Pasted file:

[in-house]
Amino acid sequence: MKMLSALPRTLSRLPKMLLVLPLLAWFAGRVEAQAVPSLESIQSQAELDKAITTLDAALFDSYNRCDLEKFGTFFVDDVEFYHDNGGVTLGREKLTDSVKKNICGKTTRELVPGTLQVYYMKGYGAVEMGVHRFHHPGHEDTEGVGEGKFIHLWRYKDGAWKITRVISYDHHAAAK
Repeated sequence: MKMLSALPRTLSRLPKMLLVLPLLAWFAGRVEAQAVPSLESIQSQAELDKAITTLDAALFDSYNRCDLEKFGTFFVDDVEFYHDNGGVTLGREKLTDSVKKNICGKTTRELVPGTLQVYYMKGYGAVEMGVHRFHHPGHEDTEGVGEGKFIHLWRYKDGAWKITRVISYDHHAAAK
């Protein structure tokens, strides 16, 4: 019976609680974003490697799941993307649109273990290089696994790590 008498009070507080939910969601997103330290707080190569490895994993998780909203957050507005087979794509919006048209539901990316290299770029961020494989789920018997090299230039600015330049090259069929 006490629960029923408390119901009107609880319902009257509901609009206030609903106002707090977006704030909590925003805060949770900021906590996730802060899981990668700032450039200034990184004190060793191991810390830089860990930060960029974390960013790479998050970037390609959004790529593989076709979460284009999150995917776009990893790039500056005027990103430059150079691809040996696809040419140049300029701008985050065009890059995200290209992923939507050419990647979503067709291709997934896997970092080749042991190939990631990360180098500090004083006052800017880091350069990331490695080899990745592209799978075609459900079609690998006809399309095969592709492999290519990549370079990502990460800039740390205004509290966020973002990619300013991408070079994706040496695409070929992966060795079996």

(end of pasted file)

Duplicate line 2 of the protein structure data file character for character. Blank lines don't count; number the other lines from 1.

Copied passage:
Amino acid sequence: MKMLSALPRTLSRLPKMLLVLPLLAWFAGRVEAQAVPSLESIQSQAELDKAITTLDAALFDSYNRCDLEKFGTFFVDDVEFYHDNGGVTLGREKLTDSVKKNICGKTTRELVPGTLQVYYMKGYGAVEMGVHRFHHPGHEDTEGVGEGKFIHLWRYKDGAWKITRVISYDHHAAAK